SMALLPOX SUPPLEMENTAL FACT SHEET
Investigational Vistide® (Cidofovir) Information
The smallpox vaccine is made from a live virus related to smallpox called vaccinia. The vaccine stimulates the immune system to react against the vaccinia virus, and develop immunity to it. Immunity to vaccinia also provides immunity to smallpox. For most people, live virus vaccines are safe and effective. Some people, however, are at greater risk for serious side effects from the smallpox vaccine.
Vistide (cidofovir), a drug licensed to treat serious viral infections of the eye in HIV-infected people, may help people who have certain serious reactions to the smallpox vaccine. If you develop a serious reaction to the smallpox vaccine, and VIG (another medicine used to treat bad reactions to the smallpox vaccine) is not available or is not working, you may be offered cidofovir. While this drug has not been used to treat patients with bad reactions to smallpox vaccine, early results from laboratory studies suggest that cidofovir may work against the vaccinia virus. Use of cidofovir would be administered under an Investigational New Drug (IND) protocol.
- Vistide® (Cidofovir) is licensed to treat cytomegalvirus (CMV) retinitis (a serious eye infection) in HIV-infected people. It is not licensed to treat the problems caused by smallpox vaccine so it can only be used 'off-label' (prescribed by a physician to treat a condition for which it has not been specifically approved) or through a special protocol called an Investigational New Drug (IND) protocol.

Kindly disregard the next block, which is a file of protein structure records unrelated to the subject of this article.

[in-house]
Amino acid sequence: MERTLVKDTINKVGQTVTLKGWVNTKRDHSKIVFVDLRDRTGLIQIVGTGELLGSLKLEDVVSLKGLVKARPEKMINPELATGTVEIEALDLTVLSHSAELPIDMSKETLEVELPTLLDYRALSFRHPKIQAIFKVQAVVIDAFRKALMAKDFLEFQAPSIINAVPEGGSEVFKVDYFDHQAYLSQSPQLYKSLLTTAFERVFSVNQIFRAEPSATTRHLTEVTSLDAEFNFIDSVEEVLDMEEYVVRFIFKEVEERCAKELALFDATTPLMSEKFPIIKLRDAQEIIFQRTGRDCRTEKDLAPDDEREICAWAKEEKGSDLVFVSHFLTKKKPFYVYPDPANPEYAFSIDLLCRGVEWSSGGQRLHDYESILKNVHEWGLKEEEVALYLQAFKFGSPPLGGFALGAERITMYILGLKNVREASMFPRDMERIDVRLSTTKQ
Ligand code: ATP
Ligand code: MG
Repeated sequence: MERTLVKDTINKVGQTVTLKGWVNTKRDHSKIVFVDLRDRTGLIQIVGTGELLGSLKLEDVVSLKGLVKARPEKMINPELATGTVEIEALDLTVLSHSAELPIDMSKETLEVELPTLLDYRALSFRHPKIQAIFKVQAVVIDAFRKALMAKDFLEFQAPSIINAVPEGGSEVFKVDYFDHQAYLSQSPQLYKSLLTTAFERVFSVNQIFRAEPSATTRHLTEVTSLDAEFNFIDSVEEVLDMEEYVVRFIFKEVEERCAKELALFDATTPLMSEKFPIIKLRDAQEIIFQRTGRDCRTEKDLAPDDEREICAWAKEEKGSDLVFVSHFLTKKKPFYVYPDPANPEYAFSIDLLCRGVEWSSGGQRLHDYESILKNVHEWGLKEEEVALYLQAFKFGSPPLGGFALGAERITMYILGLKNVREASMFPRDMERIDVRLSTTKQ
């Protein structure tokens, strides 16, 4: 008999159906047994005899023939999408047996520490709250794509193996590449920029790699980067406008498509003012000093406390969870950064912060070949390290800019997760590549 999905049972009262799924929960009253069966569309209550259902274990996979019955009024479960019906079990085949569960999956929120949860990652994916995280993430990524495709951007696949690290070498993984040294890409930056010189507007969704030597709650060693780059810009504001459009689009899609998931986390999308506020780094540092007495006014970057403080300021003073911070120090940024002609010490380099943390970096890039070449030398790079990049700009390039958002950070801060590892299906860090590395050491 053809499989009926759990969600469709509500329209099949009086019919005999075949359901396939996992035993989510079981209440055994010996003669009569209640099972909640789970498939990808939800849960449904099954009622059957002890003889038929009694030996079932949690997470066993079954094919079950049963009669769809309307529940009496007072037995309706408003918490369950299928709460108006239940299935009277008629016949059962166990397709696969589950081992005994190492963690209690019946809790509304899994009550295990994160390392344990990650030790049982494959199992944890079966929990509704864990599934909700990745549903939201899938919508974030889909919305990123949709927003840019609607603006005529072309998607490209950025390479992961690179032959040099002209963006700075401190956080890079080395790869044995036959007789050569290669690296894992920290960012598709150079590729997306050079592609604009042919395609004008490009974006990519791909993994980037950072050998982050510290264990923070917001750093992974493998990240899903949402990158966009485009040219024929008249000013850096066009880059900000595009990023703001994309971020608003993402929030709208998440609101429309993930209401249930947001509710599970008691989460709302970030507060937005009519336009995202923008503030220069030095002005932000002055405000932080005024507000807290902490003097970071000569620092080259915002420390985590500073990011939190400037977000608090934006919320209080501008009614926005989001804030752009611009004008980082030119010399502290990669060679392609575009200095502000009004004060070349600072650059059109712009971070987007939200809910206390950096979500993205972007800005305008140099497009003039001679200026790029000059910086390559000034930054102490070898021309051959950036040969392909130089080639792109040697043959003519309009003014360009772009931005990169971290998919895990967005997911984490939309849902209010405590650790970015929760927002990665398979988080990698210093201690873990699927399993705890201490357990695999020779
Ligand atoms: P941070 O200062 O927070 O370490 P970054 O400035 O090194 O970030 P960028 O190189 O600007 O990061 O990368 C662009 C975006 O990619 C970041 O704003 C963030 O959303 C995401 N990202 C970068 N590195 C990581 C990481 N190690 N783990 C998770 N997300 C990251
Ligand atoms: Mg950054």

- Use of cidofovir to treat smallpox vaccine reactions should be evaluated and monitored by experts at the National Institutes of Health and the Centers for Disease Control and Prevention.
- Cidofovir might be used to treat individuals who have developed generalized vaccinia, eczema vaccinatum, or progressive vaccinia after receiving the smallpox vaccine.
How is cidofovir administered?
Cidofovir is injected through a needle in the vein. Fluids will be given through the vein and another medication (probenecid) given by mouth both before and after cidofovir. These may help decrease the side effects of cidofovir.
- Kidney problems that can lead to kidney failure.
- Low white blood cells.
- Pressure in the eye.
- Swelling and tenderness of the eye.
- Build up of acid in the body that can result in liver problems and inflammation of the pancreas that can result in death.
- Other problems include fever, infection, pneumonia, shortness of breath and nausea with vomiting.
- Cidofovir can cause headache, weakness, rash, hair loss, diarrhea, pain, lowered number of red blood cells, loss of appetite, chills, coughing, and infections in the mouth.
- Page last reviewed March 10, 2009
- Page last updated March 10, 2009
- Content source: CDC Emergency Risk Communication Branch (ERCB), Division of Emergency Operations (DEO), National Center for Emerging and Zoonotic Infectious Diseases (NCEZID)
Get email updates
To receive email updates about this page, enter your email address:
- Centers for Disease Control and Prevention
1600 Clifton Rd
Atlanta, GA 30333
TTY: (888) 232-6348
- Contact CDC-INFO